The Importance of Balance

Scott Sackett
Director of Instruction
McCormick Ranch Golf Club
Scottsdale, AZ

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Balance Points: All great players have the ability to swing every club in the bag at a consistent tempo.  Some players may exhibit a faster tempo than others but the key is maintaining a smooth pace. Whether the tempo is fast, such as Nick Price, or very smooth like Ernie Els or Freddie Couples, the primary ingredient to maintaining consistent tempo is great balance.

To achieve this feeling: Take a seven iron and stand with your feet no more than five inches apart from one another. Tee up five balls and make a ¾ swing – this gives you the sensation of swinging within yourself. After doing this for a few minutes, repeat the same procedure with your feet at their normal width – try to replicate the same feeling.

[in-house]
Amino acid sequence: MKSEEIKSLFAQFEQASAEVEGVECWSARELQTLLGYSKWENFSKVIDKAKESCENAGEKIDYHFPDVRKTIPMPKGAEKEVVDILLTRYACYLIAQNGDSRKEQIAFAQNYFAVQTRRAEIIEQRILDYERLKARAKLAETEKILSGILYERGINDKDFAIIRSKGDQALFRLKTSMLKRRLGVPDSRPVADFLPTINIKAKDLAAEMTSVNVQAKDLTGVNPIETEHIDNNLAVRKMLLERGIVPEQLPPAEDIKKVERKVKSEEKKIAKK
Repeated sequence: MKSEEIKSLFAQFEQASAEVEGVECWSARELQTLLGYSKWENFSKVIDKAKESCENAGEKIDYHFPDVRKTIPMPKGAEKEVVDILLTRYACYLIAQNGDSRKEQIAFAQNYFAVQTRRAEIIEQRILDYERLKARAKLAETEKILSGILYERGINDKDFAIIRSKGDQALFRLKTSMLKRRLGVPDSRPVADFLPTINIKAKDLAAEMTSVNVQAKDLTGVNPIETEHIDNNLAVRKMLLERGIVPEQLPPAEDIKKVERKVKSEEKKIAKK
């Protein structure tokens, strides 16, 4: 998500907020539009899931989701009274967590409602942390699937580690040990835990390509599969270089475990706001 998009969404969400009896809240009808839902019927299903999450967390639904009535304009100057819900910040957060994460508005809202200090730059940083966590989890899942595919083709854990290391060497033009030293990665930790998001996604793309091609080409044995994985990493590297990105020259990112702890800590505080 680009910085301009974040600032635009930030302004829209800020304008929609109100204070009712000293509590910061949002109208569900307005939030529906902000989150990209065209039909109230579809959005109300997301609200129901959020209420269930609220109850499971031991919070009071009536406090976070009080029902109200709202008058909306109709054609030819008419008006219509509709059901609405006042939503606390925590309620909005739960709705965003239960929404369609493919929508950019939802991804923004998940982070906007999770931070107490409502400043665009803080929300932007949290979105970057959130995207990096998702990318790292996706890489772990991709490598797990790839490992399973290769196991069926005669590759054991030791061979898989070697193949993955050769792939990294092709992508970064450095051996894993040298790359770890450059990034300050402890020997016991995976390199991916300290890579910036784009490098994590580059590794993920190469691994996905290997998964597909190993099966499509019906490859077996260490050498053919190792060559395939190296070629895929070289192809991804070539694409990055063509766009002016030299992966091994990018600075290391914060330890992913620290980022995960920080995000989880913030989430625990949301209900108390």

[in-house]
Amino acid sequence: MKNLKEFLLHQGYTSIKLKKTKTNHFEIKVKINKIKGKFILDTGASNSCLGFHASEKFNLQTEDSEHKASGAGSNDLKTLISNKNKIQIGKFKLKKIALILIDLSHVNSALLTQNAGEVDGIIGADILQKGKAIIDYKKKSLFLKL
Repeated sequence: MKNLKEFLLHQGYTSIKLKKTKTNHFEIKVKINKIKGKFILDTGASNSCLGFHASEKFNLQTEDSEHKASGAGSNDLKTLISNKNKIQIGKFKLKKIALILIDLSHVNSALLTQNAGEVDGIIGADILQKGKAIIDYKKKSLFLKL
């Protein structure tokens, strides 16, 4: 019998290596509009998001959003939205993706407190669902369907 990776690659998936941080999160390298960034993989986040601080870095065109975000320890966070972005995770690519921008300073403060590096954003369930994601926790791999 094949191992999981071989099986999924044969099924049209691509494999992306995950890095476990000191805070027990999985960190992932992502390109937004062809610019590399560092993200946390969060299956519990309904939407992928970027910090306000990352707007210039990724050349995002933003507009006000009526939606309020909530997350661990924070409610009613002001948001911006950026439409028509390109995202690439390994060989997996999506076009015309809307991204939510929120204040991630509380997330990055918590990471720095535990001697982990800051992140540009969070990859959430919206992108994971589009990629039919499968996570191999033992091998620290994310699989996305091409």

Remember:  You can swing as hard as you want at the ball as long as you finish in balance.  This will determine the swing speed that is best for you.

This exercise will encourage you to make a good hip and shoulder turn around a constant spine angle. By beginning with a limited stance, you will learn to turn your body and swing the club in balance.

There are three balance points in a good swing. Picture #1 – Balance point number one is the chest bone or sternum at address. Although your spine tilts to the right, (right handed golfer), the weight should be balanced equally between your left and right foot. 

Balance point number two is at the top of the backswing. Picture #2 – At this point  the weight moves  to the inside of the right foot. Your weight should be
over the right foot, never outside the right foot. Your weight distribution here should be approximately 75% right foot, and
25% left foot.

Picture #3 – Balance point number three occurs at the finish. Here the weight is outside the left foot near the left heel. Your weight distribution at the finish should be approximately 95% left foot, and 5% right foot.

Scott Sackett, GOLF Magazine TOP 100 Teacher since 1997, teaches at McCormick Ranch Golf Club in Scottsdale, along with being The Director of Instruction at The Rim Golf Club in Payson. To get more information on lessons visit Scott’s web site at To contact Scott personally, e-mail him at